Urbino Palazzo ducale

Urbino, walking tour of the historic center and visit of the wonderful Palazzo Ducale

Duration: 3 hours

Immersed in the soft hills of the Marche rises Urbino, a city of immense historical and artistic wealth. In Urbino it is easy to get lost with the nose up while walking in its historic center. Surrounded by a long brick wall and adorned with sandstone buildings, Urbino from a simple village became the “cradle of the Renaissance” and, even today, walking through its historic center you can breathe the fifteenth-century air.
At the National Gallery of the Marche, in the Ducal Palace of Urbino, a symbolic painting of Italian art is preserved: it is the “Ideal City” attributed according to the critics to Piero della Francesca, Leon Battista Alberti, Luciano Laurana, Francesco di Giorgio Martini and other artists. Admiring this painting, which like the Mona Lisa is in everyone’s collective imagination, is the best way to understand what Urbino represented for Italian and world art. In its perspective rigor it embodies the dream of Federico da Montefeltro, shared by the artists who surrounded him, to build the ideal city of the Renaissance. Wandering through the alleys, palaces and squares, one realizes that the Duke has not gone so far from the target. The historic center of Urbino, in fact, is protected as a World Heritage Site by UNESCO. In a few hundred square meters there is a heritage that has marked the art and architecture of Europe for many decades.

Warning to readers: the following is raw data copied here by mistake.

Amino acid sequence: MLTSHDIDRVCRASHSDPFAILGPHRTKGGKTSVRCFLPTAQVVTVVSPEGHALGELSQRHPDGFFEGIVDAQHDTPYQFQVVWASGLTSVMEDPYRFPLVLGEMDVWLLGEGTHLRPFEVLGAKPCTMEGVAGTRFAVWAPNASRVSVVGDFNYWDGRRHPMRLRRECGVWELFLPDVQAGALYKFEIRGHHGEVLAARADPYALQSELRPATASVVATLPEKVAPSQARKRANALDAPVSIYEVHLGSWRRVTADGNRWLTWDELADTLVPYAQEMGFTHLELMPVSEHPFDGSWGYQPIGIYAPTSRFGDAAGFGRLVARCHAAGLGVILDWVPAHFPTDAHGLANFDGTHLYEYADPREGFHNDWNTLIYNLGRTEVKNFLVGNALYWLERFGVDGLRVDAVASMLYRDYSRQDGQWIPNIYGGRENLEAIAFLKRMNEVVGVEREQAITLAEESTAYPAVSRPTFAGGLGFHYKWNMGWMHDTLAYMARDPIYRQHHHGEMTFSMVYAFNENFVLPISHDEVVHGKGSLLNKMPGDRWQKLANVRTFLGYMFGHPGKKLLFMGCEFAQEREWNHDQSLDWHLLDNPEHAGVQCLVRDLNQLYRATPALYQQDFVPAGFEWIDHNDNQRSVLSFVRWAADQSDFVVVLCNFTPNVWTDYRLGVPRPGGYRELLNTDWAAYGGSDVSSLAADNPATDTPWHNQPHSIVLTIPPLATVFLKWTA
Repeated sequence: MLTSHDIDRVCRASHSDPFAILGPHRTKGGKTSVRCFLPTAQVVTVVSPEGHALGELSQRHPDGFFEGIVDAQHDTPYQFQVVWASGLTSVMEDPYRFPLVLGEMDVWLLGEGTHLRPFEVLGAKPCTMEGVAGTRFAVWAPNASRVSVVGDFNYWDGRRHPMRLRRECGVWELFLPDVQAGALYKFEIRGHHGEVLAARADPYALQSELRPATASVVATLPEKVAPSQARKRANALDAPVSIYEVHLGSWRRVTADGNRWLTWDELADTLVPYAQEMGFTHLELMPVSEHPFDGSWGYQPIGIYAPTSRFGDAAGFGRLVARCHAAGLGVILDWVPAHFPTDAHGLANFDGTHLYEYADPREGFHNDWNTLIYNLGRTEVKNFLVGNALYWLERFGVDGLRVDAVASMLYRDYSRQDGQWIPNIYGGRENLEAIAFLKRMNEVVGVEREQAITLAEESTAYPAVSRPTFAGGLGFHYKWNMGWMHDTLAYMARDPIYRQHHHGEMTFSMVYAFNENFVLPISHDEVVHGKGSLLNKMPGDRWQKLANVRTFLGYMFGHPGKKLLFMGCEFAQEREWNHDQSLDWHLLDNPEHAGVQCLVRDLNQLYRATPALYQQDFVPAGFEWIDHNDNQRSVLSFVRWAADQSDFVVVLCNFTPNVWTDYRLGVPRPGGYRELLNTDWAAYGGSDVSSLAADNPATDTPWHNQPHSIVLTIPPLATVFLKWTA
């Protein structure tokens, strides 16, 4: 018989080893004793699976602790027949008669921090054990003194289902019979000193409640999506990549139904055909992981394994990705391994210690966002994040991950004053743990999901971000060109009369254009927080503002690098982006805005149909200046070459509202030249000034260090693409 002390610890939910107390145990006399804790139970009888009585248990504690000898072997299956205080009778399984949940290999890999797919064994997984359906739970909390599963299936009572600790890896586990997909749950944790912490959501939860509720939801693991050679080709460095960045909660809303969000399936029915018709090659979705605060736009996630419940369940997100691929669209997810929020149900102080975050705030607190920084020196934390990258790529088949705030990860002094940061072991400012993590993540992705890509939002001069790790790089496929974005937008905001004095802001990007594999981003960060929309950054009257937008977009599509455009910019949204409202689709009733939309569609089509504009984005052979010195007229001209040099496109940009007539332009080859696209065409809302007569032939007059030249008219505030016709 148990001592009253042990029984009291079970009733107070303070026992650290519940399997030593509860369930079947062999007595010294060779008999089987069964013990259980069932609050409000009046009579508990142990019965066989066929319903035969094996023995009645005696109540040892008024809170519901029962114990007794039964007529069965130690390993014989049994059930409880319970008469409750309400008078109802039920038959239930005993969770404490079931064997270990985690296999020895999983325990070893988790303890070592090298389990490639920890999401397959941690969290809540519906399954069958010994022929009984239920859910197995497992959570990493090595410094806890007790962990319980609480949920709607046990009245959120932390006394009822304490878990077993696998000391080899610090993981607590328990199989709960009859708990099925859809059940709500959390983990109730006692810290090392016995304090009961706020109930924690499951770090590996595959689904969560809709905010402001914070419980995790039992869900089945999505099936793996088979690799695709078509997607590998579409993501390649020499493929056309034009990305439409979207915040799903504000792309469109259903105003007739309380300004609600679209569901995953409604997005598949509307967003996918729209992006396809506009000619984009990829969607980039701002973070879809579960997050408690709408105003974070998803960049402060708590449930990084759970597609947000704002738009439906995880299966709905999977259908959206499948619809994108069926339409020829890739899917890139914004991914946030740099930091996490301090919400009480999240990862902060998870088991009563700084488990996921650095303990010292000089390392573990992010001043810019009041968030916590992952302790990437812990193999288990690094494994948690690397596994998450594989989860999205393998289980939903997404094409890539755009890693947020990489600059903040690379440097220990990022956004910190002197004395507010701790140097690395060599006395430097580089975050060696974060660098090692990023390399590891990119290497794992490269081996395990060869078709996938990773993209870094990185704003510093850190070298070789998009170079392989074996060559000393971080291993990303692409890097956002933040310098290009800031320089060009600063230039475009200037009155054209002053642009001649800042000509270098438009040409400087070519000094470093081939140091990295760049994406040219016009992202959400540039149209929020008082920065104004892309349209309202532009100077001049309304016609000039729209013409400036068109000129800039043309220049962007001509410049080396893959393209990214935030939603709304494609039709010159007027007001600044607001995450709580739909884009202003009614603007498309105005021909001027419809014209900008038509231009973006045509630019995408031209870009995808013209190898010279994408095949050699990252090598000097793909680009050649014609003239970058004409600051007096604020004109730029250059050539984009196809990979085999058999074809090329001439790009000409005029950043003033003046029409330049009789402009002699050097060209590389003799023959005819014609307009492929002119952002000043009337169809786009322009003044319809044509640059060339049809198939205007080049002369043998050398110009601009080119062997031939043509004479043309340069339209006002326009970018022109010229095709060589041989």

Defining the Palazzo Ducale as just a “palace” is reductive: it is a small fortified city built by Federico da Montefeltro and built starting from 1444. Cultured and refined, Federico wanted the Ducal Palace of Urbino to outperform all the other princely residences of Italy. It was not just a way of celebrating one’s power: he wanted to transform Urbino into the “ideal city” of which the Palace was to be the highest expression.

In addition, he loved artists and wanted a place to host them and make them work. The construction involved several architects for more than 30 years. Interventions by Maso di Bartolomeo (Palazzetto della Jole, Melaranci apartment and part of the courtyard), Luciano Laurana (arcaded courtyard, the Grand Staircase, the Library, the Sala degli Angeli, the Sala delle Adienze, the Soprallogge , the sacred area with the study) and Francesco di Giorgio Martini who completed the pending work. The two most beautiful testimonies of this thirty-year work are the “Facade of the torricini”, perhaps the most photographed point of Urbino and “Lo studiolo” rightly defined as a “treasure chest of beauty, refinement, perspective …”. Today the Palazzo Ducale houses the National Gallery of the Marche with works by Raphael, Titian and Piero della Francesca.
Both Bramante and Raffaello took their first steps right here in Urbino. Raphael in particular was trained in his father’s workshop and began with works commissioned by him from the nearby towns of the duchy.
Raffaello Sanzio, was born in Urbino on April 6, 1483, the only son of Giovanni Santi, painter of good fame and of Battista’s Magic by Nicola Ciarla. Little Raphael spent his childhood between the colors and brushes of his father’s workshop and the Montefeltro court, where the greatest artists of the time passed. In the rooms of the Doge’s Palace he could admire the works of illustrious painters and to meet the many characters who frequented the ducal city in an era of absolute splendor, intellectual and artistic vivacity.
The Divine Painter never forgot his land, so much so that he always continued to sign Raphael Urbinas (Raffaello da Urbino).